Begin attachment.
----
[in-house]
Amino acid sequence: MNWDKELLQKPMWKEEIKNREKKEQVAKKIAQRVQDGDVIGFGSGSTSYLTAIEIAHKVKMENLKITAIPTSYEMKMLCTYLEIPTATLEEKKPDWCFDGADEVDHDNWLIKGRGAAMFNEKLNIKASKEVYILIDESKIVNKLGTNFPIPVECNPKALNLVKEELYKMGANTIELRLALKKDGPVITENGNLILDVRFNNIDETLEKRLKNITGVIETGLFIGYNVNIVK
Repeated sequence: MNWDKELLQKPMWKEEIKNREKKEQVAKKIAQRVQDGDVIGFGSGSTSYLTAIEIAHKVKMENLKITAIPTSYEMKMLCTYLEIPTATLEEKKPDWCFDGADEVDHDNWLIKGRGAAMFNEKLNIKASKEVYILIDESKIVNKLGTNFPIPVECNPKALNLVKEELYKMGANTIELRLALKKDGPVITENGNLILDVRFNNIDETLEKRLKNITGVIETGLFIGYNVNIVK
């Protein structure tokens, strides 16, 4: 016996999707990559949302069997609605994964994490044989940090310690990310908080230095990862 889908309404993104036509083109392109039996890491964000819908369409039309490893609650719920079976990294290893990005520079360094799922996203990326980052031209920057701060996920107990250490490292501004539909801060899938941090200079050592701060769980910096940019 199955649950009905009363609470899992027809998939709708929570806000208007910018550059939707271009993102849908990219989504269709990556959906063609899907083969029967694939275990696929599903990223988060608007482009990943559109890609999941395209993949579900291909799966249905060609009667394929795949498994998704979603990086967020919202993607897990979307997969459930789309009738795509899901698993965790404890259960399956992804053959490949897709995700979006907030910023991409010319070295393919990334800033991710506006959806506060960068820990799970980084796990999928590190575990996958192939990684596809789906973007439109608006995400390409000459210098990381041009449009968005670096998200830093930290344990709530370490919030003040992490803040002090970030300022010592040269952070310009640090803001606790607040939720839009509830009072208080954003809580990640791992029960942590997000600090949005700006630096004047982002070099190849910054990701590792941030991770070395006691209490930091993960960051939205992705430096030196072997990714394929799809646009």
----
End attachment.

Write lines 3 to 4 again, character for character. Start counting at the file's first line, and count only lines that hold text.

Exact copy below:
Repeated sequence: MNWDKELLQKPMWKEEIKNREKKEQVAKKIAQRVQDGDVIGFGSGSTSYLTAIEIAHKVKMENLKITAIPTSYEMKMLCTYLEIPTATLEEKKPDWCFDGADEVDHDNWLIKGRGAAMFNEKLNIKASKEVYILIDESKIVNKLGTNFPIPVECNPKALNLVKEELYKMGANTIELRLALKKDGPVITENGNLILDVRFNNIDETLEKRLKNITGVIETGLFIGYNVNIVK
């Protein structure tokens, strides 16, 4: 016996999707990559949302069997609605994964994490044989940090310690990310908080230095990862 889908309404993104036509083109392109039996890491964000819908369409039309490893609650719920079976990294290893990005520079360094799922996203990326980052031209920057701060996920107990250490490292501004539909801060899938941090200079050592701060769980910096940019 199955649950009905009363609470899992027809998939709708929570806000208007910018550059939707271009993102849908990219989504269709990556959906063609899907083969029967694939275990696929599903990223988060608007482009990943559109890609999941395209993949579900291909799966249905060609009667394929795949498994998704979603990086967020919202993607897990979307997969459930789309009738795509899901698993965790404890259960399956992804053959490949897709995700979006907030910023991409010319070295393919990334800033991710506006959806506060960068820990799970980084796990999928590190575990996958192939990684596809789906973007439109608006995400390409000459210098990381041009449009968005670096998200830093930290344990709530370490919030003040992490803040002090970030300022010592040269952070310009640090803001606790607040939720839009509830009072208080954003809580990640791992029960942590997000600090949005700006630096004047982002070099190849910054990701590792941030991770070395006691209490930091993960960051939205992705430096030196072997990714394929799809646009």